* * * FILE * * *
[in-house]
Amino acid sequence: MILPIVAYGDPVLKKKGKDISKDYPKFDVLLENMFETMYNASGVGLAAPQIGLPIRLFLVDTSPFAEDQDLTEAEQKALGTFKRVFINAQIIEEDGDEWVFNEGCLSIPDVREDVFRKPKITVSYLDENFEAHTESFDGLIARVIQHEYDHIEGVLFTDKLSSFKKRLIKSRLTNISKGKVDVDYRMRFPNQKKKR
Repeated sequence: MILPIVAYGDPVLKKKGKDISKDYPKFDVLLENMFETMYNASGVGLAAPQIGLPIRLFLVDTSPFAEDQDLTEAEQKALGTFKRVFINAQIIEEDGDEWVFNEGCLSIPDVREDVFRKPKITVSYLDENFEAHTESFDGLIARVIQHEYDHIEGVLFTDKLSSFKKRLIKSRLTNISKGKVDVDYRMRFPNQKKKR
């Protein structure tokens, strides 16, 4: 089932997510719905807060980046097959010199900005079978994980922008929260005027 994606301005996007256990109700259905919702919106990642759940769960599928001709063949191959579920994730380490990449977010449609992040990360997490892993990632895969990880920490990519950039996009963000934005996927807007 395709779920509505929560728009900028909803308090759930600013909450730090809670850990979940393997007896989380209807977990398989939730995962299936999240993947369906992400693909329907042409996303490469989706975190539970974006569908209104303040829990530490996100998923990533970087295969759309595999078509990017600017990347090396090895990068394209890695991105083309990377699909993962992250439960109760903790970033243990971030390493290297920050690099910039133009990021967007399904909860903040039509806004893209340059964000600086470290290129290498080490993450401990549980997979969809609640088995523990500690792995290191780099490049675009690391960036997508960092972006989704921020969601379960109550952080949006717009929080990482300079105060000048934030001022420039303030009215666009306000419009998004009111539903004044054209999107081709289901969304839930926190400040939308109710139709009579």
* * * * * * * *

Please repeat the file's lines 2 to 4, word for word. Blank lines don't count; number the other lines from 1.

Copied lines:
Amino acid sequence: MILPIVAYGDPVLKKKGKDISKDYPKFDVLLENMFETMYNASGVGLAAPQIGLPIRLFLVDTSPFAEDQDLTEAEQKALGTFKRVFINAQIIEEDGDEWVFNEGCLSIPDVREDVFRKPKITVSYLDENFEAHTESFDGLIARVIQHEYDHIEGVLFTDKLSSFKKRLIKSRLTNISKGKVDVDYRMRFPNQKKKR
Repeated sequence: MILPIVAYGDPVLKKKGKDISKDYPKFDVLLENMFETMYNASGVGLAAPQIGLPIRLFLVDTSPFAEDQDLTEAEQKALGTFKRVFINAQIIEEDGDEWVFNEGCLSIPDVREDVFRKPKITVSYLDENFEAHTESFDGLIARVIQHEYDHIEGVLFTDKLSSFKKRLIKSRLTNISKGKVDVDYRMRFPNQKKKR
């Protein structure tokens, strides 16, 4: 089932997510719905807060980046097959010199900005079978994980922008929260005027 994606301005996007256990109700259905919702919106990642759940769960599928001709063949191959579920994730380490990449977010449609992040990360997490892993990632895969990880920490990519950039996009963000934005996927807007 395709779920509505929560728009900028909803308090759930600013909450730090809670850990979940393997007896989380209807977990398989939730995962299936999240993947369906992400693909329907042409996303490469989706975190539970974006569908209104303040829990530490996100998923990533970087295969759309595999078509990017600017990347090396090895990068394209890695991105083309990377699909993962992250439960109760903790970033243990971030390493290297920050690099910039133009990021967007399904909860903040039509806004893209340059964000600086470290290129290498080490993450401990549980997979969809609640088995523990500690792995290191780099490049675009690391960036997508960092972006989704921020969601379960109550952080949006717009929080990482300079105060000048934030001022420039303030009215666009306000419009998004009111539903004044054209999107081709289901969304839930926190400040939308109710139709009579």